Is this a team of destiny?
With Al Michaels’ voice providing some influence, many of us will always recognize the 1980 U.S. Men’s hockey team as a group of men who helped us “believe in miracles.”
As the Braves enter this postseason motivated to prolong Bobby Cox’s managerial career as long as possible, they have already give us further reason to wonder if we should “believe in destiny.”
Cox first guided the Braves to the playoffs in 1991 and now the last Atlanta team that he carries into the postseason is coming off a 91-win season.
Cox’s first and only trip to a big league ballpark during his schoolboy days came when he traveled from his rural hometown of Selma, Calif. to San Francisco and had the chance to to see Stan Musial and the Cardinals play the Giants at Seals Stadium.
Now a little more than 50 years later, Cox’s final postseason journey begins in San Francisco. Unfortunately with both Chipper Jones and Martin Prado sidelined, he carries a lineup that doesn’t posses the offensive firepower that Musial provided in the latter part of his career.
“I was mad because (Musial) didn’t take batting practice,” Cox said. “It was toward the end for him. No wind sprints, no nothing. First at-bat, he grabs two bats waves them a couple times in the on-deck circle, steps in the box and whack — a bullet.”
At 69 years-old, Cox is still sharp as a tack and obviously very vibrant as we witnessed again Sunday when he celebrated his club’s Wild Card berth with his players.
The Braves organization staged a first-class tribute Saturday afternoon and the fans that packed Turner Field this weekend showed an appreciation that proved that the oft-maligned Atlanta sports fans can display that same passion that exists in Philadelphia, Boston and New York.
But what I will forever remember about this weekend was the fact that Cox truly allowed himself the opportunity to enjoy a couple of fitting celebrations — the one staged Saturday to honor his career and the one staged Sunday after the Wild Card entry was clinched.
Cox’s primary focus remained on the games and the postseason race. But for 25 minutes before Saturday’s game, he allowed himself to wholeheartedly enjoy a fitting tribute. Then after suffering a demoralizing loss that bruised his club’s postseason hopes a few hours later, he took time to reminisce with some of his former players who had traveled to Atlanta to celebrate his career.
Getting a chance to see Cox smile like he did both on Saturday and Sunday was something special for those of us who have had the pleasure to spend countless afternoons and evenings with a man that we recognize as much more than somebody who has totaled the fourth-most managerial wins in Major League history.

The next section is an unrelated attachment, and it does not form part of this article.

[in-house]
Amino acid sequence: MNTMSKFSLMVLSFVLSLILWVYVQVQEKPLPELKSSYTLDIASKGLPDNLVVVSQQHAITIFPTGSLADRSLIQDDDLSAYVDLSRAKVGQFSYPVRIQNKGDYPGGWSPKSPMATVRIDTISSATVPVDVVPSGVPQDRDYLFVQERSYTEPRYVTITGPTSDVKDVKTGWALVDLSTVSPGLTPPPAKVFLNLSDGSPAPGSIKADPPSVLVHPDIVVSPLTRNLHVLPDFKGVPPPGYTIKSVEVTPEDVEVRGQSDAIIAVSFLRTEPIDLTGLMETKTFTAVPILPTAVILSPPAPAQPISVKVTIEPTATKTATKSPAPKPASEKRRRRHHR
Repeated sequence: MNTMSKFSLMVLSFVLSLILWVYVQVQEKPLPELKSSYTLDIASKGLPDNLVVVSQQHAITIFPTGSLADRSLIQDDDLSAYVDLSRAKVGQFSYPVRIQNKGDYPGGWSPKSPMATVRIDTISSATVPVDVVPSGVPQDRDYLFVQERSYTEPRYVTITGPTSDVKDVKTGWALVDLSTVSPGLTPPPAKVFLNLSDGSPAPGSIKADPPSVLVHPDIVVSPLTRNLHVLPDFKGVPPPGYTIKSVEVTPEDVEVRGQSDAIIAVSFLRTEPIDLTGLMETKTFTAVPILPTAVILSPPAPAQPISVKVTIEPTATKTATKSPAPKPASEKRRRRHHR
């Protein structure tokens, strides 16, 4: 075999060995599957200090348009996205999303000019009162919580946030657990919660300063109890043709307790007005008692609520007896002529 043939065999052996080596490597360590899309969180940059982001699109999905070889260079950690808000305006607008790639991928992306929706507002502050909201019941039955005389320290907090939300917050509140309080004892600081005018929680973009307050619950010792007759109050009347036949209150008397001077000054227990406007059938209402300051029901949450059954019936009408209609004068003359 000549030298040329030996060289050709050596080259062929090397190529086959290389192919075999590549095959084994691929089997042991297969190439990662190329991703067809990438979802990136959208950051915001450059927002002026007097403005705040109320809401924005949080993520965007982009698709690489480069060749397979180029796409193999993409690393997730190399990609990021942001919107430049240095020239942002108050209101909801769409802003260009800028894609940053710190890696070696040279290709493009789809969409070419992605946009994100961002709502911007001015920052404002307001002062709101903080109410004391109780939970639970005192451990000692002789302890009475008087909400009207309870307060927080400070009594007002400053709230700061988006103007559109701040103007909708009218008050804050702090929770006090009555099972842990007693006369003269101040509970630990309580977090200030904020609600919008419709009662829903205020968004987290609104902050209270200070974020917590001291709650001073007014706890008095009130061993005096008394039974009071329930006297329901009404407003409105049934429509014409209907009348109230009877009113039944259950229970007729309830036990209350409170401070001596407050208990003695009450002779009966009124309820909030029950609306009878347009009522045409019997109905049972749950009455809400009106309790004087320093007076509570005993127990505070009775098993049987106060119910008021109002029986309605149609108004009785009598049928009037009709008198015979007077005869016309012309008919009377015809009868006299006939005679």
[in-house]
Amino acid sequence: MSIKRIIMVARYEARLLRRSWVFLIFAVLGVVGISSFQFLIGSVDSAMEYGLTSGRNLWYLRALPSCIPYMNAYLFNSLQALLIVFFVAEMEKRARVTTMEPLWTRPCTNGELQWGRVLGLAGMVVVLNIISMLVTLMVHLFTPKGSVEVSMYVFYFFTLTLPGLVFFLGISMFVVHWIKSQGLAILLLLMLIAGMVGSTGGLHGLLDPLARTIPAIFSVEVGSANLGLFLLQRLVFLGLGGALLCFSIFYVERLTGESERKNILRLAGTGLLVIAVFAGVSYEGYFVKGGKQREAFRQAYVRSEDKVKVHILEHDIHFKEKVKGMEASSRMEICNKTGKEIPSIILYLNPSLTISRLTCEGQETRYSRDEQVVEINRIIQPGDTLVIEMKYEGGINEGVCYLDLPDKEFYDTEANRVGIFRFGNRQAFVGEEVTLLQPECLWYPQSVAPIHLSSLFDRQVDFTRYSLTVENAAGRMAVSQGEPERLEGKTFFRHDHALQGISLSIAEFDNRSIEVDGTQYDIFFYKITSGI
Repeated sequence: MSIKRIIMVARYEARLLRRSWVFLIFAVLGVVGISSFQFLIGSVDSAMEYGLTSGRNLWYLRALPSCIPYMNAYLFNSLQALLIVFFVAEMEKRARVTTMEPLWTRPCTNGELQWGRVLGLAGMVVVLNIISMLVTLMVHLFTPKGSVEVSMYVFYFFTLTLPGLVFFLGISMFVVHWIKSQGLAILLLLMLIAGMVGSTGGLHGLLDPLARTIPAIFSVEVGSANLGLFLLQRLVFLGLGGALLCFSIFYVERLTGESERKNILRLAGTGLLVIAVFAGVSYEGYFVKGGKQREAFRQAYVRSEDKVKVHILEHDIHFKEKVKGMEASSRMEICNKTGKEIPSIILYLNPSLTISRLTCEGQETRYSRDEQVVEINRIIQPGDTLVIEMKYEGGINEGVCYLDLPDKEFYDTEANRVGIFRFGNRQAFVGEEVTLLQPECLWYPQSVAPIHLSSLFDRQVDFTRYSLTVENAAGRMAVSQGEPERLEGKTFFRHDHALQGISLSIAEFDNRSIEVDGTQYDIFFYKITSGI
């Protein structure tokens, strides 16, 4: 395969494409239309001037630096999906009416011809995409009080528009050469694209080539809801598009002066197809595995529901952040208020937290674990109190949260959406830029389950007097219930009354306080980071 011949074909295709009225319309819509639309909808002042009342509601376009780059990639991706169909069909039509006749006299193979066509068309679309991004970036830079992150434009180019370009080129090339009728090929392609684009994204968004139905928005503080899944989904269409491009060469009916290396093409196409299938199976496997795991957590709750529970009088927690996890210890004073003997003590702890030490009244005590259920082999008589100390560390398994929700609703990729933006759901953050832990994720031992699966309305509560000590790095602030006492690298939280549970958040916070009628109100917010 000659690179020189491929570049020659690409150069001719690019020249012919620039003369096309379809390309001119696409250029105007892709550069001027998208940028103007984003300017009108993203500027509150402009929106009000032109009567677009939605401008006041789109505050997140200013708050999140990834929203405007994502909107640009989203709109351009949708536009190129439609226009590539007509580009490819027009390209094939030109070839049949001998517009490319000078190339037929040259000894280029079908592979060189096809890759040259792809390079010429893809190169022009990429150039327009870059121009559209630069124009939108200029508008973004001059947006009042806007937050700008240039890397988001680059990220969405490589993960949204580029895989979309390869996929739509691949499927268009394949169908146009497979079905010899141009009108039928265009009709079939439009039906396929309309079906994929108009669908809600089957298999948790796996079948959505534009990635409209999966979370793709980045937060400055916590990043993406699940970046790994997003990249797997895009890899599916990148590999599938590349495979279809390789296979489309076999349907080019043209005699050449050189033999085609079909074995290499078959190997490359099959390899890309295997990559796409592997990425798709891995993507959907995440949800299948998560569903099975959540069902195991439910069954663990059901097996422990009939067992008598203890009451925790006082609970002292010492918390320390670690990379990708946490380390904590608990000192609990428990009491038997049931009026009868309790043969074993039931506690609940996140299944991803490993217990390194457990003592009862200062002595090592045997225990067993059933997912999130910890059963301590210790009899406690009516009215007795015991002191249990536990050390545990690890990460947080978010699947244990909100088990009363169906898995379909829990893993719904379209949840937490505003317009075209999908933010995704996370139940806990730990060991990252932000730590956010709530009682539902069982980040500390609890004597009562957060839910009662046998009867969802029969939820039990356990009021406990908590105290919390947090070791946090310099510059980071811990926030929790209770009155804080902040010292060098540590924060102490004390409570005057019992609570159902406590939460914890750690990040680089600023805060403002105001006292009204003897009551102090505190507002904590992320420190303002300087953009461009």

Taking the Wild Card route for the first time, Cox will be taking his Major League-record 16th club to the postseason this week. He and Joe Torre entered the season tied with 15 appearances.
If this is truly it for Cox, he will go out unlike any other legendary manager in the game’s history. None of the other managers who rank among the top 30 on MLB’s all-time wins list have guided their final club to the postseason.
ROTATION PLANS: The Braves will work out a Turner Field this afternoon and then travel to San Francisco tonight. They will likely officially announce Derek Lowe as their Game 1 starter later this afternoon. Cox and his coaches spent a portion of Monday deliberating whether to use Tim Hudson or Tommy Hanson in Game 2.
Lowe went 5-0 with a 1.17 ERA in five September starts and is 5-1 with a 1.98 ERA in eight career starts at AT&T Park. This obviously enhanced his candidacy for the Game 1 start. But the Braves also seemed to want to put him in this position because they feel he is the best candidate to return on short rest.
With Jair Jurrjens’ status still uncertain, the Braves may work with a three-man rotation during this Division Series. Lowe would be on short rest if he comes back for Game 4, which would be held Monday at Turner Field.
Whoever starts Friday’s Game 2 (Hanson or Hudson) would be on regular rest for Game 5, which, if necessary, would be played Oct. 13 in San Francisco.
Jurrjens (sore right knee) and left-handed reliever Eric O’Flaherty (blurred vision and dizziness) may spend the next week in the club’s Instructional League in Orlando, preparing for the possibility to pitch in the NLCS.